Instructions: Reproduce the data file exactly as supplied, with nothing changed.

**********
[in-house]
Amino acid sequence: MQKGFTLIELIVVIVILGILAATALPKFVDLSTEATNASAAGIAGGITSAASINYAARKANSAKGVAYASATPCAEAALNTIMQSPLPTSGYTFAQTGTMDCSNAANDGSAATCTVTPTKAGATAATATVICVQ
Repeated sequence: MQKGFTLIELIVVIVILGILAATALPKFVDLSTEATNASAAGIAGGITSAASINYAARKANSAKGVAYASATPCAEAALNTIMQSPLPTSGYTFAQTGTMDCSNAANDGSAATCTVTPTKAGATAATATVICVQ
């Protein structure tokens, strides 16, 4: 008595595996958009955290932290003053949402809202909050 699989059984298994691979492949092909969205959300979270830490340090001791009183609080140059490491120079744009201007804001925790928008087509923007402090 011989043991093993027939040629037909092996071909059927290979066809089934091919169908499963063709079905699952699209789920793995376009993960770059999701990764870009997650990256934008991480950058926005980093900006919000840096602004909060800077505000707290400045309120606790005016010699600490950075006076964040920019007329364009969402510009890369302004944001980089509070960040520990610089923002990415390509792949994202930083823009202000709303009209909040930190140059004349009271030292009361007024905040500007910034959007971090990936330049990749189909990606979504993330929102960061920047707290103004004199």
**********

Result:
[in-house]
Amino acid sequence: MQKGFTLIELIVVIVILGILAATALPKFVDLSTEATNASAAGIAGGITSAASINYAARKANSAKGVAYASATPCAEAALNTIMQSPLPTSGYTFAQTGTMDCSNAANDGSAATCTVTPTKAGATAATATVICVQ
Repeated sequence: MQKGFTLIELIVVIVILGILAATALPKFVDLSTEATNASAAGIAGGITSAASINYAARKANSAKGVAYASATPCAEAALNTIMQSPLPTSGYTFAQTGTMDCSNAANDGSAATCTVTPTKAGATAATATVICVQ
């Protein structure tokens, strides 16, 4: 008595595996958009955290932290003053949402809202909050 699989059984298994691979492949092909969205959300979270830490340090001791009183609080140059490491120079744009201007804001925790928008087509923007402090 011989043991093993027939040629037909092996071909059927290979066809089934091919169908499963063709079905699952699209789920793995376009993960770059999701990764870009997650990256934008991480950058926005980093900006919000840096602004909060800077505000707290400045309120606790005016010699600490950075006076964040920019007329364009969402510009890369302004944001980089509070960040520990610089923002990415390509792949994202930083823009202000709303009209909040930190140059004349009271030292009361007024905040500007910034959007971090990936330049990749189909990606979504993330929102960061920047707290103004004199």